“It’s my belief no one gives as much to this job,” he said. “… I don’t know of anyone who cares about doing this job as much as I do and gives as much to it.”
Gustin, a retired schoolteacher, said the knowledge she has gained in her first two terms on council and the communication and social skills she gained in 35 years with Marion City Schools would serve the public well.
She said one of her objectives as a council member would be to improve infrastructure.
“We know we need new sewers, streets repaired, curbs and resurfaced,” she said. “Not only to work better, but so we’re aesthetically better. It’s important to help people with the sewers. It’s a costly, very costly, job to get done.”
Gustin said the community, not solely council, has to work together to address the drug problem and improve economic development.
“The elephant in the room is the drug problem, absolutely,” she said. “The thing I can do is participate in groups that are working toward the elimination of that … ”
She said she would encourage continued grant writing to address infrastructure needs.
“It’s a big-picture situation,” she said. “Everything has to be in place to encourage companies to come into our community. It takes good schools. It takes good housing. It takes the good reputation that your city is going down the right road.”
Gustin said to improve the general fund, employees must communicate with department heads “watching every penny that they spend to make sure they stay within boundaries.” She said the benefit of a healthy general fund is it would allow the city to more easily “continue to provide all those services people have gotten used to.”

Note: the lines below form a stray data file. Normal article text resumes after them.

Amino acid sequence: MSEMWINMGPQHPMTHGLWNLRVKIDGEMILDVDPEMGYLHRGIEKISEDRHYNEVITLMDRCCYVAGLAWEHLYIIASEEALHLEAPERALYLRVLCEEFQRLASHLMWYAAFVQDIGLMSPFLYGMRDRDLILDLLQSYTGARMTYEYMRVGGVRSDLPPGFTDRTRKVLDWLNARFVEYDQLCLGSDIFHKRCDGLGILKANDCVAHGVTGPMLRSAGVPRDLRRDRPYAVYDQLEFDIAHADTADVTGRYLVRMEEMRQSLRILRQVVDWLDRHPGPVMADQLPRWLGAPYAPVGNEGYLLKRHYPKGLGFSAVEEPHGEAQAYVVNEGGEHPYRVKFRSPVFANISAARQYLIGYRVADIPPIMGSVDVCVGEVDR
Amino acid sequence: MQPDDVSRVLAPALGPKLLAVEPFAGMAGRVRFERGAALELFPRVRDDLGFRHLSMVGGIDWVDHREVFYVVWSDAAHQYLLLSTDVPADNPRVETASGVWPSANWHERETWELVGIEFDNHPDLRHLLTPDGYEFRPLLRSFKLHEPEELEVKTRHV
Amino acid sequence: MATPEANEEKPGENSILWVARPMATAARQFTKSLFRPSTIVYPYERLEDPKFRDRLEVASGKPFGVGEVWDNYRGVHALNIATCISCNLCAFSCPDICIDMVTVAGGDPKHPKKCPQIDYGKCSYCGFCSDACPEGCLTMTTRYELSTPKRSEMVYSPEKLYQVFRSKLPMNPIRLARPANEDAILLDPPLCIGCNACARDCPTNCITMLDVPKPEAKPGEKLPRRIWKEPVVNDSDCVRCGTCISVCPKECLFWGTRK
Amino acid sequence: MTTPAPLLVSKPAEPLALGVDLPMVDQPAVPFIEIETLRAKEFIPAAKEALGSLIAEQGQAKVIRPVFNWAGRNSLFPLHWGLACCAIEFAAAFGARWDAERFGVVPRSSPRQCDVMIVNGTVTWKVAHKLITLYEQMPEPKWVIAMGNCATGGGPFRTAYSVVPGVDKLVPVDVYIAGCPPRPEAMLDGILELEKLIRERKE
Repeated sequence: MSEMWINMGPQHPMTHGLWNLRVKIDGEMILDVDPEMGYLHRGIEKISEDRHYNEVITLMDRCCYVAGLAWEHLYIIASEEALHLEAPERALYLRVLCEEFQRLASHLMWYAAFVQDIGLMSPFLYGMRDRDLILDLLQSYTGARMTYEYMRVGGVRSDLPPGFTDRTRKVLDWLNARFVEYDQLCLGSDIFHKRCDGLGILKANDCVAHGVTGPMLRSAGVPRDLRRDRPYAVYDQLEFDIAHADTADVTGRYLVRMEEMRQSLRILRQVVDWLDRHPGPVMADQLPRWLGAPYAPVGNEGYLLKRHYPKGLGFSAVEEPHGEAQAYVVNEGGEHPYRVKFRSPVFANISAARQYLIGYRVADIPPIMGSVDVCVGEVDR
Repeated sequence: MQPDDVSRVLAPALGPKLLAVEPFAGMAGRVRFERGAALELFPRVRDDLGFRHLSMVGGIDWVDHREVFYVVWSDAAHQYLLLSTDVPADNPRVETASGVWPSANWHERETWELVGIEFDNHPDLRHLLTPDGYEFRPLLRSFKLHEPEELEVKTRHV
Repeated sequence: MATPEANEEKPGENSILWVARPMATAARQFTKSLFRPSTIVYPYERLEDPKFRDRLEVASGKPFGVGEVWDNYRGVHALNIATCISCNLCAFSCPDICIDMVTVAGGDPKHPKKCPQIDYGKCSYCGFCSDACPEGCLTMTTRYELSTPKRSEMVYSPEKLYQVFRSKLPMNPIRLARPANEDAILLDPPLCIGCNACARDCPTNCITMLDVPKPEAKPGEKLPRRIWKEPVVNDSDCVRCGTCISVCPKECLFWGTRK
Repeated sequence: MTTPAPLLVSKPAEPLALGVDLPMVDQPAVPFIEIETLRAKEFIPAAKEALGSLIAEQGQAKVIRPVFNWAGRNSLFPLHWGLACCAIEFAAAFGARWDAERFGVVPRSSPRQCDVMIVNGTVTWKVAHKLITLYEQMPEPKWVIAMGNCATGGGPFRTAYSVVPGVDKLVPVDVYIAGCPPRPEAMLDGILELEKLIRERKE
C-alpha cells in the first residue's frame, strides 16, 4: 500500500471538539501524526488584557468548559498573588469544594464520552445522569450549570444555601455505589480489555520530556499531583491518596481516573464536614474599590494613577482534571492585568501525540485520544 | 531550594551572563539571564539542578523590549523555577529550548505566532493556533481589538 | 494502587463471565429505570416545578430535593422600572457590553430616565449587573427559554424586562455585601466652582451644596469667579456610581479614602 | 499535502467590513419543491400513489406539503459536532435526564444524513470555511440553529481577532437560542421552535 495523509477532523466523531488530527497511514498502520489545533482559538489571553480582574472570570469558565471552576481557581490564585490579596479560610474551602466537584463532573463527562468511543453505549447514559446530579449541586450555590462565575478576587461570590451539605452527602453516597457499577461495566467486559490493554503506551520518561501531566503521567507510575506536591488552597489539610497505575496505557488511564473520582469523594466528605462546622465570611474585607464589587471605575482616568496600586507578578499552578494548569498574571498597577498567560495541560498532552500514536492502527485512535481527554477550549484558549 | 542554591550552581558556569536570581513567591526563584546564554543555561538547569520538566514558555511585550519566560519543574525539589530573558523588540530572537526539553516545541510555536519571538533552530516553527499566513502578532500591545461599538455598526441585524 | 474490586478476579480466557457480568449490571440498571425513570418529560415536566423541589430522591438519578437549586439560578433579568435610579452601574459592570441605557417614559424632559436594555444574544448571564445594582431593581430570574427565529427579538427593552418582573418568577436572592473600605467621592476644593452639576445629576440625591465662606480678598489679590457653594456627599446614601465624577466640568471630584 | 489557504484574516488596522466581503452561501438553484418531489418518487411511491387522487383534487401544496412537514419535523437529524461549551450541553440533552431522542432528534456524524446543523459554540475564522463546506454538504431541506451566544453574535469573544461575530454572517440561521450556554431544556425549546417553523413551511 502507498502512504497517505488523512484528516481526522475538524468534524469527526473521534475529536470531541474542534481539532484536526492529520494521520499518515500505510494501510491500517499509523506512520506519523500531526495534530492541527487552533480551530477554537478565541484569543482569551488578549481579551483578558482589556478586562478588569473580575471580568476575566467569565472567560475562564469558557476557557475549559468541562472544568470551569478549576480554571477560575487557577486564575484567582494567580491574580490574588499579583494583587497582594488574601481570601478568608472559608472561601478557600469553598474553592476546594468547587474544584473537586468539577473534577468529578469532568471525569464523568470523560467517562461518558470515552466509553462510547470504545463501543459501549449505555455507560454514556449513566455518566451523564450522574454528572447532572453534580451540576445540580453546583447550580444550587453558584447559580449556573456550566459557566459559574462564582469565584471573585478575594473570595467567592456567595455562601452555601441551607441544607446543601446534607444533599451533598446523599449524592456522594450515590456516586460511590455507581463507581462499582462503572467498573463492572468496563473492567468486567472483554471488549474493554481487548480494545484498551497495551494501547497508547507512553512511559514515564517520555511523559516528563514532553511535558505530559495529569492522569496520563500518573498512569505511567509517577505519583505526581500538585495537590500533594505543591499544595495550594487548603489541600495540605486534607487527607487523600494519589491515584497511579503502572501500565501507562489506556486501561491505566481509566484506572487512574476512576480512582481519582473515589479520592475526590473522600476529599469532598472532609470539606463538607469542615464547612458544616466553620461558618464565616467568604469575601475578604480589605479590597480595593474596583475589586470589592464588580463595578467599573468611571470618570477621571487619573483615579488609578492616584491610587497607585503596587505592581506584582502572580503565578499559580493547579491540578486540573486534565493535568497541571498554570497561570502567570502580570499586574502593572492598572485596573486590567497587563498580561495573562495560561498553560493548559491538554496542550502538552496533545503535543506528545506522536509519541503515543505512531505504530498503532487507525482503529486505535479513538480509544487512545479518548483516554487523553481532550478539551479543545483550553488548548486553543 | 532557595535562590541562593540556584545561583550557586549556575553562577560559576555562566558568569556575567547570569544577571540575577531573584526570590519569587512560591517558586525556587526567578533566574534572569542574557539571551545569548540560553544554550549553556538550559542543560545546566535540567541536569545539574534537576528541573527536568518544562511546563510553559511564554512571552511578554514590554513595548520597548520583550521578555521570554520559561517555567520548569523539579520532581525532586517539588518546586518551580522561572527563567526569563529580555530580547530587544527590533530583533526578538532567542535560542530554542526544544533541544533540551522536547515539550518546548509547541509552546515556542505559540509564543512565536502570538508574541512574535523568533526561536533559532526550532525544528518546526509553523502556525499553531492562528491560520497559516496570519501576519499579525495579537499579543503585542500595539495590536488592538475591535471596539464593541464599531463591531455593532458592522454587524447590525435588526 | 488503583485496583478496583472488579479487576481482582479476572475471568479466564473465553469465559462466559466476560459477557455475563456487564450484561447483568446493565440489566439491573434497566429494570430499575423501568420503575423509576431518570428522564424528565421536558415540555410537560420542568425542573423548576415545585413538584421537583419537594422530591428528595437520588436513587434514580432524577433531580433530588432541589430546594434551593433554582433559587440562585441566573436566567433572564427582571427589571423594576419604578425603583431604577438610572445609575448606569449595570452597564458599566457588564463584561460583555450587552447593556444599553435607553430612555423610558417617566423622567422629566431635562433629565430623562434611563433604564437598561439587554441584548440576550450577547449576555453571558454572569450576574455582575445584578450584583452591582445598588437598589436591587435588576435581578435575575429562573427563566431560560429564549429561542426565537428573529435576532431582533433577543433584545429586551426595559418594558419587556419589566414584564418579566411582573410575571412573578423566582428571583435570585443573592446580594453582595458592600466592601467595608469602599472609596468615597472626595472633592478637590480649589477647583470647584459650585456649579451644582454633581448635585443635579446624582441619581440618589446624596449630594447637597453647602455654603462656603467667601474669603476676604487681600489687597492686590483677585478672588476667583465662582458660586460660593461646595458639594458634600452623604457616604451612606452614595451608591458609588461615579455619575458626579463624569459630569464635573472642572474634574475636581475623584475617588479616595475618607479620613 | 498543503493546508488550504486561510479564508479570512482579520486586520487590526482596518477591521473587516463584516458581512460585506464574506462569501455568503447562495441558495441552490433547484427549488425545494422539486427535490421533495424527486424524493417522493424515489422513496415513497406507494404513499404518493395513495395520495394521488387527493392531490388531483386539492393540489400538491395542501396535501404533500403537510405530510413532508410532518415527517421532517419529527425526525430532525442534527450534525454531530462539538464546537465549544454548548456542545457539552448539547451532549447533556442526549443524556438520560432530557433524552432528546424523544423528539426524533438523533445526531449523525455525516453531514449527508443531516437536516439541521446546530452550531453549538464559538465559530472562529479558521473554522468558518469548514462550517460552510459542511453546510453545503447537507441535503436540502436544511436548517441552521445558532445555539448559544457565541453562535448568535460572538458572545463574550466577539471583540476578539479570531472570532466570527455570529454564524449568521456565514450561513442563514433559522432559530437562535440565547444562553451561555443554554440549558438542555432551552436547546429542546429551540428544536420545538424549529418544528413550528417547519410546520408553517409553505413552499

Gustin said her experience on council is a benefit to the community, adding, “When people have a problem I try instantly to solve it or get someone to help them. I don’t dilly-dally around. I try to get it solved.”
Kelley, who is pursuing a bachelor’s degree in construction systems management at The Ohio State University, said serving 8 1/2 years in the Navy working in its nuclear power program means he would devote “massive attention to detail. Procedural compliances is a big part of what I did immediately after high school.”
He said his university studies provide him with an “academic background in scheduling, estimating, and this is your large commercial projects, so I should be able to sit down with the service director and city engineer and talk to them about what they do need to make the city work.”
Kelley said as a council member he would focus on improving the efficiency of city operations.
“There is some openness and transparency with the efficiency that results from that,” he said. “As far as city sewers goes, I think a lot of this is going to turn into a time and money problem.”
Kelley said the needs of Marion start with the residents of the community: “I think I would use that office as a bully pulpit to turn around and say, ‘look people need to be responsible for themselves and their kids.’”
Referring to church volunteer work he does with troubled youths, he said, “I’ll point out that being responsible for yourself and your family, those aren’t really things that government at any level can do. At the same time, things the government can do is spend your money.”
Kelley calls for city government to improve its efficiency. Council “needs to establish oversight over how money is spent” and demand more communication with council from the city treasurer and auditor.
Kelley said voters should elect him “because I want to leave them alone. If it’s not a question of force, fraud, theft, I really don’t see why government is involved in somebody’s personal life. If what you are doing is not hurting someone else, why is government involved?”